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Friday, 01 August 2008 15:01

Telstra's 3D TV - more questions answered

I went to have a look at Telstra’s new 3D TV display, destined for advertising and use in retail, enterprise and government installations, and had the chance to find out how the 3D TV is displayed, and to get some more questions answered. Read on!

After I wrote about Telstra claiming an Australian first with a 3D TV installation in its Telstra “Executive Briefing Centre” in Melbourne’s CBD, in conjunction with its partner Prime Digital Media (PDM), I realised I had some more questions, so Telstra invited me to come and visit, take a look and get some answers.

As mentioned in the first story, 3D TVs aren’t new – they’ve been demonstrated for year at technology shows in two forms: models that require you to wear special 3D glasses, and models that don’t.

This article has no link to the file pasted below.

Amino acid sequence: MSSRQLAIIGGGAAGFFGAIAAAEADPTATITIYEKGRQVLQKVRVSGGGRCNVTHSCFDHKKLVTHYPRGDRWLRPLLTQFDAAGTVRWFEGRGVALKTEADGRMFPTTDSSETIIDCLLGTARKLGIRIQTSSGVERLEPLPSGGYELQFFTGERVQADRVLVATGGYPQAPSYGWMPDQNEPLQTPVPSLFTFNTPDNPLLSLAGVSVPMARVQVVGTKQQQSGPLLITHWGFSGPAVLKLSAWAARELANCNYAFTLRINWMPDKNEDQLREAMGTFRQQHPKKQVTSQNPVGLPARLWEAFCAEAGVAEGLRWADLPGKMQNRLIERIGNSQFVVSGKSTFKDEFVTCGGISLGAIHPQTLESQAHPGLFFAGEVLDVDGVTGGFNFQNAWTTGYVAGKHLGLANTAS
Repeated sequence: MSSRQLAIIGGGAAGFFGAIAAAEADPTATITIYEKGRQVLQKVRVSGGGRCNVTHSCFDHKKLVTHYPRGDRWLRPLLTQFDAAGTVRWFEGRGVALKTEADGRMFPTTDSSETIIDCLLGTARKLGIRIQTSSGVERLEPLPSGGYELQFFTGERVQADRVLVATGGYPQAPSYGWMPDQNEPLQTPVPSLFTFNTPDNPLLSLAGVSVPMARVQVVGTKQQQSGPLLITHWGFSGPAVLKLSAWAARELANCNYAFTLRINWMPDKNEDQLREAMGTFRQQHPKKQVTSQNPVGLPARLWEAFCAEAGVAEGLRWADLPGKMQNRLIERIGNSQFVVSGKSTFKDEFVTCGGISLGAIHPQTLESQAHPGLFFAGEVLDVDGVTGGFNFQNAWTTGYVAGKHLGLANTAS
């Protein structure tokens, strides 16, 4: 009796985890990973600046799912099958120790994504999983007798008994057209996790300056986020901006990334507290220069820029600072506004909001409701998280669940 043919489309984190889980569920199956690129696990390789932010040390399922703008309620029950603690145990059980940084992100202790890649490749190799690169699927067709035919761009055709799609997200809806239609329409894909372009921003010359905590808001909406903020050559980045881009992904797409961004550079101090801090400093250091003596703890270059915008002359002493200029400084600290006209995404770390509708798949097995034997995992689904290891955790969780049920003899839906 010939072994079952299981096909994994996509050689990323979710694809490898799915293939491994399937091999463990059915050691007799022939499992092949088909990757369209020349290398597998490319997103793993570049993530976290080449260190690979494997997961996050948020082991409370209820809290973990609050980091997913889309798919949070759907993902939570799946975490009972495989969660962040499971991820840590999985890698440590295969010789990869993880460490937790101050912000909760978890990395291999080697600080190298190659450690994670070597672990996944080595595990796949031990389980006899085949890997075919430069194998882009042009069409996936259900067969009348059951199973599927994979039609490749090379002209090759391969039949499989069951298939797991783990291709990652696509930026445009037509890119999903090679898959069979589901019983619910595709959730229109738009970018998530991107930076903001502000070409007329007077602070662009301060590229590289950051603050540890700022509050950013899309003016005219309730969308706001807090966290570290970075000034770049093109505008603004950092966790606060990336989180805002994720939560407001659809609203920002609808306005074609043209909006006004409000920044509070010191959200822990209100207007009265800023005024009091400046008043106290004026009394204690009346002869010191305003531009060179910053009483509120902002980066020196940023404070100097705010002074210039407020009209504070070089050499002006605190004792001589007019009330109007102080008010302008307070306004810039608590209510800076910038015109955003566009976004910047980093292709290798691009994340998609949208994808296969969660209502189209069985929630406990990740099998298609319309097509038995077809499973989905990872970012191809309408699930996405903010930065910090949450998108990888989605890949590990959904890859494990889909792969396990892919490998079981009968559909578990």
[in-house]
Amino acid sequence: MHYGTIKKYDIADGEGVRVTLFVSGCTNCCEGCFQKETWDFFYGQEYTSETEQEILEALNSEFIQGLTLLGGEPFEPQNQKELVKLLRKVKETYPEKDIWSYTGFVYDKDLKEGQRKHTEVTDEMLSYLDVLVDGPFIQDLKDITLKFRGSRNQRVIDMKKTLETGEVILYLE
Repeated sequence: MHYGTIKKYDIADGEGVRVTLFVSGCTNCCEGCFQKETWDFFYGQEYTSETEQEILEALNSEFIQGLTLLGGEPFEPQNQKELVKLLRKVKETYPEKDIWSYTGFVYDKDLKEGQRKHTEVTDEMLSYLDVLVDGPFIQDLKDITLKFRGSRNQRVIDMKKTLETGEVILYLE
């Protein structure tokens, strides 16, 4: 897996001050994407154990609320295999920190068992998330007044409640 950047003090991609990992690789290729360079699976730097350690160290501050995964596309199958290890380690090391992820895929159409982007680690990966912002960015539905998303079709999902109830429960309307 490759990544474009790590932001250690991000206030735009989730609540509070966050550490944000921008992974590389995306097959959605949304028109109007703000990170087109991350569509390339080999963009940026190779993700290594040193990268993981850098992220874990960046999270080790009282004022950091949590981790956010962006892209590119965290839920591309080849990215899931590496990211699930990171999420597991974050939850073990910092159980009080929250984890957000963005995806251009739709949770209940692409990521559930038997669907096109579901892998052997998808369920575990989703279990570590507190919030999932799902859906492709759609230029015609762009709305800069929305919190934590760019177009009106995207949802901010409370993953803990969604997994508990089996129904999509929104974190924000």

One thing I’ve noticed with models that need no glasses is the fact that the resulting image can look a little bit fuzzy, and I asked if the screen on display was a high-def screen, or not, and how it was able to create a 3D image.

The short answer is that the screen is indeed a 1920x1080 high-def plasma panel, called the “NewSight Multiview”.

I went to NewSight’s website for some interesting technical detail on exactly how the screens work, but I've summarised it below, with answers on how and why Telstra is deploying the technology in Australia on page 2.